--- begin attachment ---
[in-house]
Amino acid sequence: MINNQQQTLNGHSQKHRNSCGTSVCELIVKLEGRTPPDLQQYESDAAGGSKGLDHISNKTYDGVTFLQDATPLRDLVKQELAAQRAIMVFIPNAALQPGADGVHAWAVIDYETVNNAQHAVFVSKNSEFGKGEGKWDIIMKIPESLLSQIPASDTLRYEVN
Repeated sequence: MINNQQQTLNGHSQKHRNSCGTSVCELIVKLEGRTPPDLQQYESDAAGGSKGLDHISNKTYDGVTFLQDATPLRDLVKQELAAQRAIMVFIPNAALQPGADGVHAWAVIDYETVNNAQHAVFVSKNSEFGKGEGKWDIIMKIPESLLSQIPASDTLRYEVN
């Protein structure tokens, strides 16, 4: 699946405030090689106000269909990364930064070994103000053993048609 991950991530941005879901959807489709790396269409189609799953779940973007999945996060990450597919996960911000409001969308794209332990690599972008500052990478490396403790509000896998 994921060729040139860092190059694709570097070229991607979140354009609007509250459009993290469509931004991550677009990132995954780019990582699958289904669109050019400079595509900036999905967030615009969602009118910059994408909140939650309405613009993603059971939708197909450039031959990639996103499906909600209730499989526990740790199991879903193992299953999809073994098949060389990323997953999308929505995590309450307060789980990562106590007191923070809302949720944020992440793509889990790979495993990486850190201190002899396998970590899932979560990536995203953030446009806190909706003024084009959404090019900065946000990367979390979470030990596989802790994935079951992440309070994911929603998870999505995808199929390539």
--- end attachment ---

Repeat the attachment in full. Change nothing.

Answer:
[in-house]
Amino acid sequence: MINNQQQTLNGHSQKHRNSCGTSVCELIVKLEGRTPPDLQQYESDAAGGSKGLDHISNKTYDGVTFLQDATPLRDLVKQELAAQRAIMVFIPNAALQPGADGVHAWAVIDYETVNNAQHAVFVSKNSEFGKGEGKWDIIMKIPESLLSQIPASDTLRYEVN
Repeated sequence: MINNQQQTLNGHSQKHRNSCGTSVCELIVKLEGRTPPDLQQYESDAAGGSKGLDHISNKTYDGVTFLQDATPLRDLVKQELAAQRAIMVFIPNAALQPGADGVHAWAVIDYETVNNAQHAVFVSKNSEFGKGEGKWDIIMKIPESLLSQIPASDTLRYEVN
């Protein structure tokens, strides 16, 4: 699946405030090689106000269909990364930064070994103000053993048609 991950991530941005879901959807489709790396269409189609799953779940973007999945996060990450597919996960911000409001969308794209332990690599972008500052990478490396403790509000896998 994921060729040139860092190059694709570097070229991607979140354009609007509250459009993290469509931004991550677009990132995954780019990582699958289904669109050019400079595509900036999905967030615009969602009118910059994408909140939650309405613009993603059971939708197909450039031959990639996103499906909600209730499989526990740790199991879903193992299953999809073994098949060389990323997953999308929505995590309450307060789980990562106590007191923070809302949720944020992440793509889990790979495993990486850190201190002899396998970590899932979560990536995203953030446009806190909706003024084009959404090019900065946000990367979390979470030990596989802790994935079951992440309070994911929603998870999505995808199929390539």